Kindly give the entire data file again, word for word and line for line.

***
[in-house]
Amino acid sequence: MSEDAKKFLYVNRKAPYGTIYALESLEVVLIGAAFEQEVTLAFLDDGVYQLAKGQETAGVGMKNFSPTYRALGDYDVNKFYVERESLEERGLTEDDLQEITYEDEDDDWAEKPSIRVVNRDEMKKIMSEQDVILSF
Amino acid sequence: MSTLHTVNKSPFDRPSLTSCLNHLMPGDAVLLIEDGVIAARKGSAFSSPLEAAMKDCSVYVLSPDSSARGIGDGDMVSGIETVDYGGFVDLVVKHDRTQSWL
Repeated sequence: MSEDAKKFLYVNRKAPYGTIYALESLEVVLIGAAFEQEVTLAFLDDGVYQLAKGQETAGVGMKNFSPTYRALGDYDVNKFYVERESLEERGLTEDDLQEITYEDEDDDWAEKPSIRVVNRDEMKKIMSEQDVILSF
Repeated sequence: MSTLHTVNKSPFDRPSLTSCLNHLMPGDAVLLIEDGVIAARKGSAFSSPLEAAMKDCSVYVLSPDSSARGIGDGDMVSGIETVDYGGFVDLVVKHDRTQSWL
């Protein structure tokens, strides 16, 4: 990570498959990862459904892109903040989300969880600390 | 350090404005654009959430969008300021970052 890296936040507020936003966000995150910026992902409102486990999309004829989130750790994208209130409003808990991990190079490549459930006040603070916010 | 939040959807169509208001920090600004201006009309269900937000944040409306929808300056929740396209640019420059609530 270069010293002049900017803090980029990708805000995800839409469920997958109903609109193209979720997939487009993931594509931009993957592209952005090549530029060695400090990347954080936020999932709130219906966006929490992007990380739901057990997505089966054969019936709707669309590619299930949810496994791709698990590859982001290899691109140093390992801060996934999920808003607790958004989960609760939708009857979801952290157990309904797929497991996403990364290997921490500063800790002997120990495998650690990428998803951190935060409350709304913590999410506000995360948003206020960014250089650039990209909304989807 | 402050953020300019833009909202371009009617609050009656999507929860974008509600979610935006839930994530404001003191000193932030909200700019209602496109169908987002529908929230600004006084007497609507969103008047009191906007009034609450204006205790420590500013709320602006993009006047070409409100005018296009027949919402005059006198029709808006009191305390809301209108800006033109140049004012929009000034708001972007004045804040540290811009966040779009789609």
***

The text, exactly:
[in-house]
Amino acid sequence: MSEDAKKFLYVNRKAPYGTIYALESLEVVLIGAAFEQEVTLAFLDDGVYQLAKGQETAGVGMKNFSPTYRALGDYDVNKFYVERESLEERGLTEDDLQEITYEDEDDDWAEKPSIRVVNRDEMKKIMSEQDVILSF
Amino acid sequence: MSTLHTVNKSPFDRPSLTSCLNHLMPGDAVLLIEDGVIAARKGSAFSSPLEAAMKDCSVYVLSPDSSARGIGDGDMVSGIETVDYGGFVDLVVKHDRTQSWL
Repeated sequence: MSEDAKKFLYVNRKAPYGTIYALESLEVVLIGAAFEQEVTLAFLDDGVYQLAKGQETAGVGMKNFSPTYRALGDYDVNKFYVERESLEERGLTEDDLQEITYEDEDDDWAEKPSIRVVNRDEMKKIMSEQDVILSF
Repeated sequence: MSTLHTVNKSPFDRPSLTSCLNHLMPGDAVLLIEDGVIAARKGSAFSSPLEAAMKDCSVYVLSPDSSARGIGDGDMVSGIETVDYGGFVDLVVKHDRTQSWL
């Protein structure tokens, strides 16, 4: 990570498959990862459904892109903040989300969880600390 | 350090404005654009959430969008300021970052 890296936040507020936003966000995150910026992902409102486990999309004829989130750790994208209130409003808990991990190079490549459930006040603070916010 | 939040959807169509208001920090600004201006009309269900937000944040409306929808300056929740396209640019420059609530 270069010293002049900017803090980029990708805000995800839409469920997958109903609109193209979720997939487009993931594509931009993957592209952005090549530029060695400090990347954080936020999932709130219906966006929490992007990380739901057990997505089966054969019936709707669309590619299930949810496994791709698990590859982001290899691109140093390992801060996934999920808003607790958004989960609760939708009857979801952290157990309904797929497991996403990364290997921490500063800790002997120990495998650690990428998803951190935060409350709304913590999410506000995360948003206020960014250089650039990209909304989807 | 402050953020300019833009909202371009009617609050009656999507929860974008509600979610935006839930994530404001003191000193932030909200700019209602496109169908987002529908929230600004006084007497609507969103008047009191906007009034609450204006205790420590500013709320602006993009006047070409409100005018296009027949919402005059006198029709808006009191305390809301209108800006033109140049004012929009000034708001972007004045804040540290811009966040779009789609």